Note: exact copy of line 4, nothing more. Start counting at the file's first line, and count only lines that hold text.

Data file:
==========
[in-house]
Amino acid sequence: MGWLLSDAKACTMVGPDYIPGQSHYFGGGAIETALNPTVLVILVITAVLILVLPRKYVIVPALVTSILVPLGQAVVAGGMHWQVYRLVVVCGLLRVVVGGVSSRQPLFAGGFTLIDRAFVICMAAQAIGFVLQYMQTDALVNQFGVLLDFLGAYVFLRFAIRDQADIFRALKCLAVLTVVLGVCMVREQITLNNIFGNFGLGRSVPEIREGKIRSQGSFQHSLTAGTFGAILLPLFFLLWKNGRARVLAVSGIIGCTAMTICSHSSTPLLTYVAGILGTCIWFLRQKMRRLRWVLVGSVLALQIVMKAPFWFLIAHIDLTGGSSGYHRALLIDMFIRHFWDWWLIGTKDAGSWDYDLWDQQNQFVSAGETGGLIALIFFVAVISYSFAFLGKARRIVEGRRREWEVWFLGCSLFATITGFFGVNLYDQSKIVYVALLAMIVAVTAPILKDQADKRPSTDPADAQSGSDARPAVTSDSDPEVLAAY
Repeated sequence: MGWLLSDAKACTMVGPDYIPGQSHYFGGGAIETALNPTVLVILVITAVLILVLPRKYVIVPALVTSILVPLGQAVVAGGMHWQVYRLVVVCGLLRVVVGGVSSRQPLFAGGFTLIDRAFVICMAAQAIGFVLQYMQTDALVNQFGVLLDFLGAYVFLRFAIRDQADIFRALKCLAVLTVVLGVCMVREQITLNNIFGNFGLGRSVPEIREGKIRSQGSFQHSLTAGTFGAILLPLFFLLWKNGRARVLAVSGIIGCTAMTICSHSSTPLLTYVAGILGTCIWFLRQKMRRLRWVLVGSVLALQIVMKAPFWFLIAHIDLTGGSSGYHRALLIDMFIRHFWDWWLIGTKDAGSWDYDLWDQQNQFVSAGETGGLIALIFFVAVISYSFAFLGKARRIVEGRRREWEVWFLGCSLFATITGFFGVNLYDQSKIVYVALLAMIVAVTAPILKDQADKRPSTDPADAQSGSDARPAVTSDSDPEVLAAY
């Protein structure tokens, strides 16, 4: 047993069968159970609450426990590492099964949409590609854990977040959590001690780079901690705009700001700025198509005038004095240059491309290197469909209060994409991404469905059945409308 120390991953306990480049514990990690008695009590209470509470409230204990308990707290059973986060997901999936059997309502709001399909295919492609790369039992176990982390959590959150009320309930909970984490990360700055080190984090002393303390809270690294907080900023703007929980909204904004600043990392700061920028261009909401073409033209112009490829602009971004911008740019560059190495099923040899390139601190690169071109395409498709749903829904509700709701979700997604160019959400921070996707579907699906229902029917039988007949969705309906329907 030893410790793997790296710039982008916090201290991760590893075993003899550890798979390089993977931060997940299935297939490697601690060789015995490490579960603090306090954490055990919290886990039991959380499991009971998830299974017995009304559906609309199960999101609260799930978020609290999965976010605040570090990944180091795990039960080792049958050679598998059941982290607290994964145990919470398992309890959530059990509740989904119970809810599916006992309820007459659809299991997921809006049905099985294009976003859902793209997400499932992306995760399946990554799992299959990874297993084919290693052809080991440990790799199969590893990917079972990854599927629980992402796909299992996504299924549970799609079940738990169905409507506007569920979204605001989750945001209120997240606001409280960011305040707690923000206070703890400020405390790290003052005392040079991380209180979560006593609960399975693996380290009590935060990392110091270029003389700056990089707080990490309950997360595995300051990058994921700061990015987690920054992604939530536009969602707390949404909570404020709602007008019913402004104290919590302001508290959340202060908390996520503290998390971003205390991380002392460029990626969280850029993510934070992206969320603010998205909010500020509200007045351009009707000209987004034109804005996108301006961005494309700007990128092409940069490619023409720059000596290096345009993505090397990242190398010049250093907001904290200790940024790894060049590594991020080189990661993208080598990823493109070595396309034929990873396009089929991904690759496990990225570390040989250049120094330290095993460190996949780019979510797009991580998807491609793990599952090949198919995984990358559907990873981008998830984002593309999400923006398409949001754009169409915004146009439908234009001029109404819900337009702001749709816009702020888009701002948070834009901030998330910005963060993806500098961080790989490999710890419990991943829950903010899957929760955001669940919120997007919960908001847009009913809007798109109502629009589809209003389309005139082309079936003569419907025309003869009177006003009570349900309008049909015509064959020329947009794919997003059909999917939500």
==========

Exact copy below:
């Protein structure tokens, strides 16, 4: 047993069968159970609450426990590492099964949409590609854990977040959590001690780079901690705009700001700025198509005038004095240059491309290197469909209060994409991404469905059945409308 120390991953306990480049514990990690008695009590209470509470409230204990308990707290059973986060997901999936059997309502709001399909295919492609790369039992176990982390959590959150009320309930909970984490990360700055080190984090002393303390809270690294907080900023703007929980909204904004600043990392700061920028261009909401073409033209112009490829602009971004911008740019560059190495099923040899390139601190690169071109395409498709749903829904509700709701979700997604160019959400921070996707579907699906229902029917039988007949969705309906329907 030893410790793997790296710039982008916090201290991760590893075993003899550890798979390089993977931060997940299935297939490697601690060789015995490490579960603090306090954490055990919290886990039991959380499991009971998830299974017995009304559906609309199960999101609260799930978020609290999965976010605040570090990944180091795990039960080792049958050679598998059941982290607290994964145990919470398992309890959530059990509740989904119970809810599916006992309820007459659809299991997921809006049905099985294009976003859902793209997400499932992306995760399946990554799992299959990874297993084919290693052809080991440990790799199969590893990917079972990854599927629980992402796909299992996504299924549970799609079940738990169905409507506007569920979204605001989750945001209120997240606001409280960011305040707690923000206070703890400020405390790290003052005392040079991380209180979560006593609960399975693996380290009590935060990392110091270029003389700056990089707080990490309950997360595995300051990058994921700061990015987690920054992604939530536009969602707390949404909570404020709602007008019913402004104290919590302001508290959340202060908390996520503290998390971003205390991380002392460029990626969280850029993510934070992206969320603010998205909010500020509200007045351009009707000209987004034109804005996108301006961005494309700007990128092409940069490619023409720059000596290096345009993505090397990242190398010049250093907001904290200790940024790894060049590594991020080189990661993208080598990823493109070595396309034929990873396009089929991904690759496990990225570390040989250049120094330290095993460190996949780019979510797009991580998807491609793990599952090949198919995984990358559907990873981008998830984002593309999400923006398409949001754009169409915004146009439908234009001029109404819900337009702001749709816009702020888009701002948070834009901030998330910005963060993806500098961080790989490999710890419990991943829950903010899957929760955001669940919120997007919960908001847009009913809007798109109502629009589809209003389309005139082309079936003569419907025309003869009177006003009570349900309008049909015509064959020329947009794919997003059909999917939500």